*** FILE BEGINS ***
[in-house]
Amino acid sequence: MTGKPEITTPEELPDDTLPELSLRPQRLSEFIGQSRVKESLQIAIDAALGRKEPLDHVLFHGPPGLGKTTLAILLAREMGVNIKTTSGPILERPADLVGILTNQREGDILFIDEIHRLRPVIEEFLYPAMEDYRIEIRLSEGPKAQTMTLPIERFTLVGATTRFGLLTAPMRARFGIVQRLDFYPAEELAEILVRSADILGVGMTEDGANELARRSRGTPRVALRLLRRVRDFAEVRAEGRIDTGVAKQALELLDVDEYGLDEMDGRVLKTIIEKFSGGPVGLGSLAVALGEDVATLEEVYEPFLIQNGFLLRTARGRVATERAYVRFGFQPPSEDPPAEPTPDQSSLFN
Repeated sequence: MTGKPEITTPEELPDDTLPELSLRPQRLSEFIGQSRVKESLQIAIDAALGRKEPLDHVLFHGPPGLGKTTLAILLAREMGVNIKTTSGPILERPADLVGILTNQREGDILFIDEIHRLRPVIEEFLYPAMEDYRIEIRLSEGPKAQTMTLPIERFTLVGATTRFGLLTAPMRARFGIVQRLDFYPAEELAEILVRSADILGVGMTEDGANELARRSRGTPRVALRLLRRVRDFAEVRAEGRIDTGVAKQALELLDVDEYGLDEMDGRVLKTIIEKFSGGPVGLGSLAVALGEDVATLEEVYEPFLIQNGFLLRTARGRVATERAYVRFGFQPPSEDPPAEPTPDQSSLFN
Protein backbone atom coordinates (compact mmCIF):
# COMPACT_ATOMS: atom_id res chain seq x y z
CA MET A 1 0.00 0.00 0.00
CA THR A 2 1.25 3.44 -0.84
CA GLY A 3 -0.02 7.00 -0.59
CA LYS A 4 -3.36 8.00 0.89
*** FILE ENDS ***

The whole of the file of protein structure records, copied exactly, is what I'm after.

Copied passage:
[in-house]
Amino acid sequence: MTGKPEITTPEELPDDTLPELSLRPQRLSEFIGQSRVKESLQIAIDAALGRKEPLDHVLFHGPPGLGKTTLAILLAREMGVNIKTTSGPILERPADLVGILTNQREGDILFIDEIHRLRPVIEEFLYPAMEDYRIEIRLSEGPKAQTMTLPIERFTLVGATTRFGLLTAPMRARFGIVQRLDFYPAEELAEILVRSADILGVGMTEDGANELARRSRGTPRVALRLLRRVRDFAEVRAEGRIDTGVAKQALELLDVDEYGLDEMDGRVLKTIIEKFSGGPVGLGSLAVALGEDVATLEEVYEPFLIQNGFLLRTARGRVATERAYVRFGFQPPSEDPPAEPTPDQSSLFN
Repeated sequence: MTGKPEITTPEELPDDTLPELSLRPQRLSEFIGQSRVKESLQIAIDAALGRKEPLDHVLFHGPPGLGKTTLAILLAREMGVNIKTTSGPILERPADLVGILTNQREGDILFIDEIHRLRPVIEEFLYPAMEDYRIEIRLSEGPKAQTMTLPIERFTLVGATTRFGLLTAPMRARFGIVQRLDFYPAEELAEILVRSADILGVGMTEDGANELARRSRGTPRVALRLLRRVRDFAEVRAEGRIDTGVAKQALELLDVDEYGLDEMDGRVLKTIIEKFSGGPVGLGSLAVALGEDVATLEEVYEPFLIQNGFLLRTARGRVATERAYVRFGFQPPSEDPPAEPTPDQSSLFN
Protein backbone atom coordinates (compact mmCIF):
# COMPACT_ATOMS: atom_id res chain seq x y z
CA MET A 1 0.00 0.00 0.00
CA THR A 2 1.25 3.44 -0.84
CA GLY A 3 -0.02 7.00 -0.59
CA LYS A 4 -3.36 8.00 0.89